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Darius Wave
post Jun 1 2017, 09:38 AM
Post #4


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Hey there again!

You both do a great job at Gab's Army smile.gif

Let me start from things that took my attention first.

There is overall feeling of not precise pitch, cause bu the instrument intonation - not by your playing. The moment when you start to play full baree chords exposes it much. If you usually just tune your open string to a tuning device, I would advice to go to a luthier. If your nut string slots are not deep enough, than fretting fingers pressure cause fretted notes to increase the pitch. I'm just guessing because from the factory instrument are being a kind of compromised setup-wise. Players prefere different strings gauges and string height so it's actually almost impossible to make it work perfect for everybody at the same time. Giving your guitar to a luthier that will know what you like your guitar to be setup - strings gauge and height can be an excellent idea

Second thing about the chords is that I feel like gab is playing powerchords rather than full chords. In your take the 3rds of each chord are extremely visible, while in Gab's original track...they're not. 3rds are a nasty intervals for this much of distortion. That's why powerchords have been "invented" smile.gif Try to tune your guitar to fretted notes rather than open strings. very often it solves 90% of the problem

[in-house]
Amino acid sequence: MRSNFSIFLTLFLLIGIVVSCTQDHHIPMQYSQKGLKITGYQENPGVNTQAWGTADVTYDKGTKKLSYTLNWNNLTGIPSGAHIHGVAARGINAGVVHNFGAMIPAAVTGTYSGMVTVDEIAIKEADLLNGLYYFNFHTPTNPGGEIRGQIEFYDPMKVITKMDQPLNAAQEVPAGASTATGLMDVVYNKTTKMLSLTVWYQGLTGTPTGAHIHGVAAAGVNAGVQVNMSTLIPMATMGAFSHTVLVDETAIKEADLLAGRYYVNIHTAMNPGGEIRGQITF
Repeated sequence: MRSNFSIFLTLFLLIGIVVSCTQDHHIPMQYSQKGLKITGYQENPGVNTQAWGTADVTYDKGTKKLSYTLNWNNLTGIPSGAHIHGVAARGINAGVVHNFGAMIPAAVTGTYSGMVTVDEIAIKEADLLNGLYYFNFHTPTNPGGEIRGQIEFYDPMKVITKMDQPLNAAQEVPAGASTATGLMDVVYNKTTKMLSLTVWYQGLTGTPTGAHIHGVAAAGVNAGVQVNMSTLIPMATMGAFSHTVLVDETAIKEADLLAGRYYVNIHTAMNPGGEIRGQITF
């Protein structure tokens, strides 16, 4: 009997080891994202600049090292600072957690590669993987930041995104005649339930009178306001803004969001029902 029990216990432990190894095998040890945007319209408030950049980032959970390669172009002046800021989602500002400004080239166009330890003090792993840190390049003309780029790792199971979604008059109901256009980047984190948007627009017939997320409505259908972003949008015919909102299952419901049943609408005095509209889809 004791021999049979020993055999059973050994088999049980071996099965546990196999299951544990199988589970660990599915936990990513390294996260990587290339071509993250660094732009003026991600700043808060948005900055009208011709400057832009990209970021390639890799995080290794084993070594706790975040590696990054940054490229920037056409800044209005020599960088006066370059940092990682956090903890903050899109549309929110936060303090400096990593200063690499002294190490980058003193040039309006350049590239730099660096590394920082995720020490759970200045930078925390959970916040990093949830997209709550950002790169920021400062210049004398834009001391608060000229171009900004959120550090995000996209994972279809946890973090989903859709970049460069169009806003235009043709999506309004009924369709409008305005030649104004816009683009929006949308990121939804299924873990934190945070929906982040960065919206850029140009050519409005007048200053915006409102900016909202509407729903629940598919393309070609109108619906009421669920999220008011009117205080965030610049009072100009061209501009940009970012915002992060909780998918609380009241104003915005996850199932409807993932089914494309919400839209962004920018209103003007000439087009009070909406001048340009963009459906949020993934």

This lesson demands a lot of rhytmical tightness and precission. Not only perfect moments to hit the notes but a perfect moments to break them/mute them. At the moments when they would suppose to be muted I can notice some unwanted string cutting through. If you would be my personall student I guess I would try to break you free from that particular right hand grip you have. There's a lot of good muting job finger can do if they are released free - for example in this case - they support the left hand in a harder muting moments. I also belive it's unnecessary tension for the hand. Strength of thumb and right index finger is just enough to have a solid pick grip. Released fingers can also be always ready for volume knob adjustments. I know that Gab does not do this but he has been playign this way for years I belive and he found his personall solutions for mentioned problems. I'm just saying how things work for me smile.gif For example at the break at 0:06 you could rest a side of your right palm through all the strings and make them perfectly silent.